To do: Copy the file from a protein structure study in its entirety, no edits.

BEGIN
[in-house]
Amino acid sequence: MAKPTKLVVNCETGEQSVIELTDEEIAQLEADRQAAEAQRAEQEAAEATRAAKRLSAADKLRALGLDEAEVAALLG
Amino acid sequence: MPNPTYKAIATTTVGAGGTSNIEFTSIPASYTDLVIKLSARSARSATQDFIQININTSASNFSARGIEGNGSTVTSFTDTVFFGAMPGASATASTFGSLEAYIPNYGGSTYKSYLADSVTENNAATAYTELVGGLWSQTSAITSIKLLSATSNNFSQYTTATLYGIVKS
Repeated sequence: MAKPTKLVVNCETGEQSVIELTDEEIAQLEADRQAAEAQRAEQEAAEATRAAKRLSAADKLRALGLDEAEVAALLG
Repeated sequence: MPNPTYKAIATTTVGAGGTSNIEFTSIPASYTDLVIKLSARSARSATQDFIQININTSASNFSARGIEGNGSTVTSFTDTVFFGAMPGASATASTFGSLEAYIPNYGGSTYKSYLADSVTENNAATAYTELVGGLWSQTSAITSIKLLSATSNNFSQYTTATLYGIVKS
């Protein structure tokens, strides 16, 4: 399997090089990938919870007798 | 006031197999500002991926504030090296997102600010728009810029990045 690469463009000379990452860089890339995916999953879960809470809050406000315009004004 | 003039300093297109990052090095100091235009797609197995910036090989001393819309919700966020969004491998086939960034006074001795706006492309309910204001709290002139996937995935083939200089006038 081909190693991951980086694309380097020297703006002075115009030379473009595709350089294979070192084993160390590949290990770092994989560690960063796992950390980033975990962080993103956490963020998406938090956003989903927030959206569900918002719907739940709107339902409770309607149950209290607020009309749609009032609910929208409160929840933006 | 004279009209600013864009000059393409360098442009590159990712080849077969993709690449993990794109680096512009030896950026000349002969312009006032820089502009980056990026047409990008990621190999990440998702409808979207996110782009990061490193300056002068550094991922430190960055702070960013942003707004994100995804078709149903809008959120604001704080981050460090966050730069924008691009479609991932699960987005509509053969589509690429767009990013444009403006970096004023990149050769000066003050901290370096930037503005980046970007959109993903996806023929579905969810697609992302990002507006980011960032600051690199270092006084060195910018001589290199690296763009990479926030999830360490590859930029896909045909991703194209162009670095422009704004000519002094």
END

[in-house]
Amino acid sequence: MAKPTKLVVNCETGEQSVIELTDEEIAQLEADRQAAEAQRAEQEAAEATRAAKRLSAADKLRALGLDEAEVAALLG
Amino acid sequence: MPNPTYKAIATTTVGAGGTSNIEFTSIPASYTDLVIKLSARSARSATQDFIQININTSASNFSARGIEGNGSTVTSFTDTVFFGAMPGASATASTFGSLEAYIPNYGGSTYKSYLADSVTENNAATAYTELVGGLWSQTSAITSIKLLSATSNNFSQYTTATLYGIVKS
Repeated sequence: MAKPTKLVVNCETGEQSVIELTDEEIAQLEADRQAAEAQRAEQEAAEATRAAKRLSAADKLRALGLDEAEVAALLG
Repeated sequence: MPNPTYKAIATTTVGAGGTSNIEFTSIPASYTDLVIKLSARSARSATQDFIQININTSASNFSARGIEGNGSTVTSFTDTVFFGAMPGASATASTFGSLEAYIPNYGGSTYKSYLADSVTENNAATAYTELVGGLWSQTSAITSIKLLSATSNNFSQYTTATLYGIVKS
């Protein structure tokens, strides 16, 4: 399997090089990938919870007798 | 006031197999500002991926504030090296997102600010728009810029990045 690469463009000379990452860089890339995916999953879960809470809050406000315009004004 | 003039300093297109990052090095100091235009797609197995910036090989001393819309919700966020969004491998086939960034006074001795706006492309309910204001709290002139996937995935083939200089006038 081909190693991951980086694309380097020297703006002075115009030379473009595709350089294979070192084993160390590949290990770092994989560690960063796992950390980033975990962080993103956490963020998406938090956003989903927030959206569900918002719907739940709107339902409770309607149950209290607020009309749609009032609910929208409160929840933006 | 004279009209600013864009000059393409360098442009590159990712080849077969993709690449993990794109680096512009030896950026000349002969312009006032820089502009980056990026047409990008990621190999990440998702409808979207996110782009990061490193300056002068550094991922430190960055702070960013942003707004994100995804078709149903809008959120604001704080981050460090966050730069924008691009479609991932699960987005509509053969589509690429767009990013444009403006970096004023990149050769000066003050901290370096930037503005980046970007959109993903996806023929579905969810697609992302990002507006980011960032600051690199270092006084060195910018001589290199690296763009990479926030999830360490590859930029896909045909991703194209162009670095422009704004000519002094």